Make Sleep a Priority Chapter 12
- Make Sleep a Priority (VIDEO)
- Why Do We Need Sleep?
- We Sleep in Cycles (VIDEO)
- Your Inner Clock
- In Your Dreams
- Sleep Helps Your Body Rebuild
- Sleep and memory
- Sleep and Your Weight (VIDEO)
- Sleep Fights Weight Gain
- Sleep Keeps You Alert
- Sleep Helps Control Stress
- Could You Have Sleep Apnea? (VIDEO)
- The Dangers of Sleep Apnea
- Why Kids Need Their Sleep
- Seniors Need Sleep (VIDEO)
- Best Bets at Bedtime: Food
- Best Bets at Bedtime: Drink
- Best Bets at Bedtime: Exercise
- Sleep Gadgets and Gear
Sleep Keeps You Alert
When you don't sleep well, your motor skills and alertness level suffer. Here's why.
Sleep Loss Makes You Lose Your EdgePerformance of many physical and mental tasks will suffer if you don't sleep. Your concentration and attention span suffer, you are easily distracted and it takes you longer to react to a challenge. Coordination, decision-making and memory go downhill when you are fatigued. Because modern life sometimes demands that we curtail sleep to work or care for our loved ones, certain periods of sleep loss seem unavoidable. But the effects are dangerous. The American Academy of Sleep Medicine recommends the short-term coping strategies below for people who have deadlines or obligations that will keep them awake off-cycle. There are no long-term coping strategies. At some point, getting your sleep habits back on track is necessary to maintain your health.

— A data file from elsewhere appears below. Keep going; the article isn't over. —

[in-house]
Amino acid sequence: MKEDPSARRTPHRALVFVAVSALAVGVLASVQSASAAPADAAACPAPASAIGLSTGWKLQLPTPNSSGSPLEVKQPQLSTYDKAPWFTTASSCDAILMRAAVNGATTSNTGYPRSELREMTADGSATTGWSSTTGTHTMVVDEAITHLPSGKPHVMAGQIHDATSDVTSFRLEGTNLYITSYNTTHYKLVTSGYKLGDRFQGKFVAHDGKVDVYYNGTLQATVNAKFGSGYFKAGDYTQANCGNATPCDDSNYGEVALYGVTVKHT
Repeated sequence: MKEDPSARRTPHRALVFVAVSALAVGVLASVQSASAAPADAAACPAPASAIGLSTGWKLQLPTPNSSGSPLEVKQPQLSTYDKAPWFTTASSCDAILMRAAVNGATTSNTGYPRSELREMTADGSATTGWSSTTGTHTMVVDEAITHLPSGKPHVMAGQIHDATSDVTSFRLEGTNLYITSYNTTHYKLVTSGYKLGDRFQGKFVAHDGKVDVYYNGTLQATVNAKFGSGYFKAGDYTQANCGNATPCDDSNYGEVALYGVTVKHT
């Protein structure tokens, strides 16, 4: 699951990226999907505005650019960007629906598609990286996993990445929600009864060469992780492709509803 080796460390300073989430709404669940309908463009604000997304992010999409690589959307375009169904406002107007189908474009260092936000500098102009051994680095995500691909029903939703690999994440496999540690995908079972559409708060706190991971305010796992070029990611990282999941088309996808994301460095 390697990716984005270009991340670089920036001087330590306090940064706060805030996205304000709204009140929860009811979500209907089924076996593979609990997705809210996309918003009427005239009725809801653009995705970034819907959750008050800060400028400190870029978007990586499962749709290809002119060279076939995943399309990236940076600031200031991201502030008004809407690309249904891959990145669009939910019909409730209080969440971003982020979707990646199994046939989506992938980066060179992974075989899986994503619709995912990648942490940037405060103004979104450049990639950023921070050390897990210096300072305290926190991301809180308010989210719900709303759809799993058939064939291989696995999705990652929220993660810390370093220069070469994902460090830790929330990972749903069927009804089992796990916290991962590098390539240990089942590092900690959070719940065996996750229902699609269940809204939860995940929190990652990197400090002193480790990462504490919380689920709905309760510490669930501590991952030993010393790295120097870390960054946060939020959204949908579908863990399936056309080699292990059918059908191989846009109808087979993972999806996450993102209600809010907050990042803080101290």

Cope with Short-Term Sleep Loss:
- Caffeine: Caffeine is used regularly by 80 percent of adults in the U.S in liquid, tablet or gum form. It can provide improved alertness and performance at doses of 75 mg to 150 mg after acute sleep restriction. Higher doses are required to produce a benefit after a night or more of total sleep loss. Frequent use of caffeine can lead to tolerance and negative withdrawal effects.
- Sleep prior to deprivation: Getting extra sleep before a period of sleep loss, known as a “prophylactic nap,” may decrease some of the negative performance and alertness effects.
- Naps during deprivation: During a period of sleep loss a brief nap of 30 minutes or less may boost alertness. It can be difficult to awaken from a longer nap, which also can produce severe grogginess, or “sleep inertia,” that persists after waking up.
- Caffeine and a nap: The combination of a nap prior to sleep deprivation with caffeine use during sleep deprivation can provide improved alertness over a longer period.
- Other stimulants: In certain situations in which sleep will not be possible, treatment with medications may be necessary. Describe the reason for your sleep deprivation with your doctor and discuss the wisdom of resorting to stimulants stronger than caffeine. Some are addictive and have other negative side effects. Try the other interventions first.
theVisualMD Wishes to Thank our Scientific Collaborators:
- Deepak Chopra, MD
- Audrey Chun, MD - Geriatrician
Medical Director, Martha Stewart Center for Living Mount Sinai Medical Center, New York
- Cynthia Geyer, MD
Medical Director Canyon Ranch, Lenox, MA
- >James O. Hill, PhD
Director, Anschutz Health & Wellness Center University of Colorad
- Mark Liponis, MD
Director, Anschutz Health & Wellness Center University of Colorado
- Candace Pert, PhD
Neuroscientist and author
- Katherine Sharkey, MD, PhD
University Medicine Alpert Medical School/Brown University
The material on this site is for informational purposes only and is not intended as medical advice. It should not be used to diagnose or treat any medical condition. Consult a licensed medical professional for the diagnosis and treatment of all medical conditions and before starting a new diet or exercise program. If you have a medical emergency, call 911 immediately.